Speech Drives Safety Solutions for Cars

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The automotive industry is facing the challenge of implementing technology while improving safety. Navigation, texting, and music management are the major areas of concern, as growing research shows that speech stands out as the key enabler in maintaining driver safety.

Driving is so basic that people don’t think of it as a complex task. But substantial physical coordination and analytical skills are required. The cognitive load of driving has not decreased over time. Increasing traffic levels; complex road systems, often subject to construction and constriction; and a much higher flow of information and infotainment to the vehicle have made ordinary driving a demanding task.

And with our connected lifestyles, enabled by mobile devices, driving has taken on new dimensions that can contribute to safety hazards.
Text messaging has become mainstream, with both adults and the younger generation guilty of texting while driving. This behavior can lead to a dangerous situation unless the user interface is radically changed.

Navigation also needs a robust and safe user interface. It makes no sense to type while operating a vehicle, especially using a knob that must be twisted and nudged until each target letter is highlighted, followed by a push (“knobbing”). Though it’s an awkward experience, knobbing sometimes is the only way to enter a destination into a navigation system, and the vehicle must be stationary.

The recent past has brought limited speech input capability—impressively, too—but not to the point where users can say a full address, business name, or category using natural speech. Ultimately, the ideal experience would be to say the destination as though the user is telling a cab driver where he would like to go.

Not surprisingly, texting and navigation system entry are the most common sources of driver distraction. And everyone—the public, industry, media, researchers, and legislators—has taken notice. The focus should be on how to promote safe driving with automotive user interfaces that depend little on vision. Speech stands out as an enabler.

Speech solutions—like outbound texting, destination entry, weather, traffic, location sharing, and route planning—are trending toward a mixture of on- and off-board technologies made possible by the connected car. In future implementations, the vehicle will connect to an off-board system through a wireless voice channel. During each interactive session with a driver, a server-based speech technology (IVR) is used with speech resources accessed through a data channel—the speech cloud. The user experience includes interactions with multiple speech recognizers within one dialogue session.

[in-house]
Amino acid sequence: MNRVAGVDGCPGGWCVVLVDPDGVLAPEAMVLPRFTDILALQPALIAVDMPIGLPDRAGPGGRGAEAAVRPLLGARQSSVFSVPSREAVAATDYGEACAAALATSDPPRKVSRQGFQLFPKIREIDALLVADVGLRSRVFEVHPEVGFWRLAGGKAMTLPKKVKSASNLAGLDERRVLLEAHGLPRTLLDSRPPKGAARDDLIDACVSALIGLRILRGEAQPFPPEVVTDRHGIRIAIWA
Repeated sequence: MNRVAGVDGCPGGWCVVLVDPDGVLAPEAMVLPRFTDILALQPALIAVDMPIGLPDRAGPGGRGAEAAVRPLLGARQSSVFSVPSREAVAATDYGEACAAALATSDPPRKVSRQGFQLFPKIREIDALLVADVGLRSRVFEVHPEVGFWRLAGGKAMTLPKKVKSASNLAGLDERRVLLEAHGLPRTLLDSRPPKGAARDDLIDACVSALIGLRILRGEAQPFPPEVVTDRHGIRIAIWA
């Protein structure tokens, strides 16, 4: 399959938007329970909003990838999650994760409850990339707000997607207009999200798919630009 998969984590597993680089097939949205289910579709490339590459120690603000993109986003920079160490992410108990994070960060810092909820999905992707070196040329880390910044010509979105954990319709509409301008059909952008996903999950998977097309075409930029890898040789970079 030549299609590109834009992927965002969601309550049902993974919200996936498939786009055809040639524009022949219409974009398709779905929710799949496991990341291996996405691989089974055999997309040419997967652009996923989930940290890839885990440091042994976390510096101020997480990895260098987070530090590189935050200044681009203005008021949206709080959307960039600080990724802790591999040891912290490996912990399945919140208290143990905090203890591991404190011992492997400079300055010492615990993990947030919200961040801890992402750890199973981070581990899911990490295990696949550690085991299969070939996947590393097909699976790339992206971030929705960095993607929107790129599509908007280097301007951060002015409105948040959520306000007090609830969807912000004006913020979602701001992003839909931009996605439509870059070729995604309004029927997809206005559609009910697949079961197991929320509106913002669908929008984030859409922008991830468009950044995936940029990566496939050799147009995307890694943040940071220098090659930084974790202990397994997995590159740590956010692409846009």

The connected car speech system can include the vehicle, an off-board IVR, and the speech cloud. The interfaces for the connected car services include an interaction of embedded and off-board speech technology. The driver initiates a connection to the off-board speech system by pushing a button, touching an icon on a display, or speaking a command to the on-board speech system.

Once the connection has been made, the IVR executes a dialogue with the driver. Depending on the driver’s intent, spoken utterances are automatically converted to text strings that may represent a text message or a destination. For example, a spoken utterance can be free-style text, an address, a business name, or a business category. To achieve high accuracy, the speech recognition process includes passing the audio over a data channel to one of many specialized speech recognizers, referred to as speech cloud recognizers. The IVR selects the appropriate cloud recognizer based on the driver’s intent.

Information, such as target destinations and routing, to support connected car services can be accessed remotely and downloaded to the vehicle. Navigation is a key service involving off-board connectivity and on-board voice interaction with a driver. For example, a driver may connect to an off-board service designed to capture a spoken destination, such as an address or business name: The driver speaks a destination, which is downloaded to the vehicle’s navigation system. The interactive navigation driving experience follows.

In the future, look for connected car solutions to leverage the speech cloud directly, allowing dialogue to be managed from within the vehicle. Indeed, the industry is moving in the right direction, as innovative speech solutions allow drivers to text and enter destinations safely while driving, making these common behaviors practical and easy. Most importantly, automotive speech interfaces can enhance the driving experience by safely enabling functionality that requires text entry.

Thomas Schalk is vice president of voice technology at ATX, a Cross Country Automotive Services company that provides telematics services to the automotive market. A member of the AVIOS board and a former president, Schalk can be reached at tschalk@axtg.com.

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